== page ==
LONDON - The European Union (EU) and the United Kingdom (UK) agreed to a deal on Monday fine-tuning the post-Brexit trade arrangements for Northern Ireland, breaking years of impasse.
EU Commission president Ursula von der Leyen and British prime minster Rishi Sunak met in Windsor, outside London, to seal the agreement which has been in the making for months.
Unveiling the Windsor Framework, Mr Sunak said it was a “major breakthrough” that would solve the long-running problem of the Northern Ireland protocol.
The EU chief also hailed the deal as a “new chapter” as she outlined plans for the UK to join the bloc’s £80bn Horizon science research programme.
What does the ‘Windsor Framework’ mean for Northern Ireland?
The “Windsor framework” - a post-Brexit agreement between the UK and the EU on trade arrangements for Northern Ireland - has been struck between Rishi Sunak and EU Commission president Ursula von der Leyen.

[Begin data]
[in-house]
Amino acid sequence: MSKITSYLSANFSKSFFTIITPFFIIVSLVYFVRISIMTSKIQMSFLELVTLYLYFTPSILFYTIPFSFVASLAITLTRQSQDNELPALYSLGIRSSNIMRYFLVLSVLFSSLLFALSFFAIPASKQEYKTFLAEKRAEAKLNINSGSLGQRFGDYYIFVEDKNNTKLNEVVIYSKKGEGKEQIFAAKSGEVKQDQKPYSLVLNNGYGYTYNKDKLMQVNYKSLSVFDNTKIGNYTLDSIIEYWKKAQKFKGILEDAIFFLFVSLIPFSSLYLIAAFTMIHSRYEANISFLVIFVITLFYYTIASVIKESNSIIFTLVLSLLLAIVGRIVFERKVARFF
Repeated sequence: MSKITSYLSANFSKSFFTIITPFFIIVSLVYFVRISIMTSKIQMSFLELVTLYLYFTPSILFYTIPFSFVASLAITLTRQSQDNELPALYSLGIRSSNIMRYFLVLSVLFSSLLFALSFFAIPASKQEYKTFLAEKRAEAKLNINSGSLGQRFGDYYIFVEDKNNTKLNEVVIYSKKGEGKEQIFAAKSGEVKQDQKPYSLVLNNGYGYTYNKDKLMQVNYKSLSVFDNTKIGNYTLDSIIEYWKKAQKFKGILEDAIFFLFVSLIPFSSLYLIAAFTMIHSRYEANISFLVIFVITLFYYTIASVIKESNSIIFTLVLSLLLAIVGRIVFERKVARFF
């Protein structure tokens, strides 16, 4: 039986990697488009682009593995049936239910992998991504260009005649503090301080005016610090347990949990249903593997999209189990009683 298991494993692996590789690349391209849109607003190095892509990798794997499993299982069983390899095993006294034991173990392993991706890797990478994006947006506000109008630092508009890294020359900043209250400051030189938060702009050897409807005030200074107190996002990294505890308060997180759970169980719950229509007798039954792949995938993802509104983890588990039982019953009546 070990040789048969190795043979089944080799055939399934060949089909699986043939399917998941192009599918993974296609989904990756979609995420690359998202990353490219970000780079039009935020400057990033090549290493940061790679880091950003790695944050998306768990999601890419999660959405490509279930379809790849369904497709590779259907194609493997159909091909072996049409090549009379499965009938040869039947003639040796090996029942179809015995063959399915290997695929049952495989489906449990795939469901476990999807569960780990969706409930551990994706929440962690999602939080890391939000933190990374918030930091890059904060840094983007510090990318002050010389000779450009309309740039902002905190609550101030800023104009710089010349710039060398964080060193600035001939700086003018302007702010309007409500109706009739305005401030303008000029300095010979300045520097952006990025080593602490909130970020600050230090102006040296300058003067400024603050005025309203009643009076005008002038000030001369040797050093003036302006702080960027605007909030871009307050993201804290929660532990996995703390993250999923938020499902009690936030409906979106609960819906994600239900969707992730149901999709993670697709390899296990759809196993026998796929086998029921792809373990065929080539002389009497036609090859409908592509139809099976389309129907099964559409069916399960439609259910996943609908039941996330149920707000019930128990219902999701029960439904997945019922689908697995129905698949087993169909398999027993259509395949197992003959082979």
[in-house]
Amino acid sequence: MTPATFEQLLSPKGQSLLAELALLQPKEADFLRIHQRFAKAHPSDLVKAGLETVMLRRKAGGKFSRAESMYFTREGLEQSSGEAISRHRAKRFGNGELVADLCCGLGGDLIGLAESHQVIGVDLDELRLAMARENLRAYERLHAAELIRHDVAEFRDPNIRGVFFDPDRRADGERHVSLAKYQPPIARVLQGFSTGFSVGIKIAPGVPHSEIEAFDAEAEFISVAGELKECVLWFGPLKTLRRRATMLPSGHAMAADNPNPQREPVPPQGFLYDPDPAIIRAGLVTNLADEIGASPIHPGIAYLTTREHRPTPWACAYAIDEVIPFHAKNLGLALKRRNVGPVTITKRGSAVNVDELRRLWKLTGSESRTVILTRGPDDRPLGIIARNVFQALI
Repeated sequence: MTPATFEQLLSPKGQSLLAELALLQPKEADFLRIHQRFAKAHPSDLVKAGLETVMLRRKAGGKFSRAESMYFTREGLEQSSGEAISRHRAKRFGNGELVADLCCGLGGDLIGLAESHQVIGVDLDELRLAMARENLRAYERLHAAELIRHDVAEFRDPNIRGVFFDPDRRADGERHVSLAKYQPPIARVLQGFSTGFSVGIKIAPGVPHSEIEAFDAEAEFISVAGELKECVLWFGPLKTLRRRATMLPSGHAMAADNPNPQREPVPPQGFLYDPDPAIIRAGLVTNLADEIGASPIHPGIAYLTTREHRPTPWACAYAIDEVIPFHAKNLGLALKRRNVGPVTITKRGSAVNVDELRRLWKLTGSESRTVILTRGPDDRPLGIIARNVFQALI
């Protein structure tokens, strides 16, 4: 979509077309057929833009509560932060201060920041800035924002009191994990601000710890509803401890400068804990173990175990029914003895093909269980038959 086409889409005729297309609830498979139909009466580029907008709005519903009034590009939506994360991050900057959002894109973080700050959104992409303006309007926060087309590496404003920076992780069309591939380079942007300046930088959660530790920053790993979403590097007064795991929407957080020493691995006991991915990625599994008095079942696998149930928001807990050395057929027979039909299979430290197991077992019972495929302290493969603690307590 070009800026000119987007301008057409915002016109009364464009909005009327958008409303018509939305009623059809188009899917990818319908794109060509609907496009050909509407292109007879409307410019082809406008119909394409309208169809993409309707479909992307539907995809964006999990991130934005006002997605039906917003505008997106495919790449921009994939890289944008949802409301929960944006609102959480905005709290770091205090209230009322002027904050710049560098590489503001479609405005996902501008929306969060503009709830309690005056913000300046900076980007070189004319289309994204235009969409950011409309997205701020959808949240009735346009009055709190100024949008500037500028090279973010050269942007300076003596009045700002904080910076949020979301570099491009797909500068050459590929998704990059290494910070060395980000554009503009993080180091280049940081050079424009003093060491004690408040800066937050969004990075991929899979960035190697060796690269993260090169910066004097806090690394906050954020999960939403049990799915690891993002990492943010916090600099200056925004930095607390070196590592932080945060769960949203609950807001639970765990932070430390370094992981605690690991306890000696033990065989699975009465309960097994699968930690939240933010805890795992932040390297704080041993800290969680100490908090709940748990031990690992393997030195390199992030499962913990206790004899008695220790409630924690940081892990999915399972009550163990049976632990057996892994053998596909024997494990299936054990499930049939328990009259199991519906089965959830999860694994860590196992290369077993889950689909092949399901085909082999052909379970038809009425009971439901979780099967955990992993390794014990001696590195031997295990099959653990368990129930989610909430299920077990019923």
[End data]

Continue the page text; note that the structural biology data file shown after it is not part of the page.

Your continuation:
Under the new deal, goods travelling from Great Britain to Northern Ireland will travel through a “green lane.” Goods will travel in the “red lane” if they move on to the EU.
It also removes the need for customs paperwork for those sending parcels to friends and family in Northern Ireland, and means that EU VAT rules could be applied in Northern Ireland.
However, The DUP has warned that “key issues of concern” remain over the new Brexit agreement.
Prime Minister Rishi Sunak described his deal on post-Brexit trading arrangements for Northern Ireland as a “decisive breakthrough” and many Tory MPs have given their backing to the agreement.
While the DUP acknowledged “significant progress”, leader Sir Jeffrey Donaldson said his party would study the legal text before deciding whether to support the deal. His party won’t be “rushed or pushed” into a hasty decision, he told the Belfast Telegraph.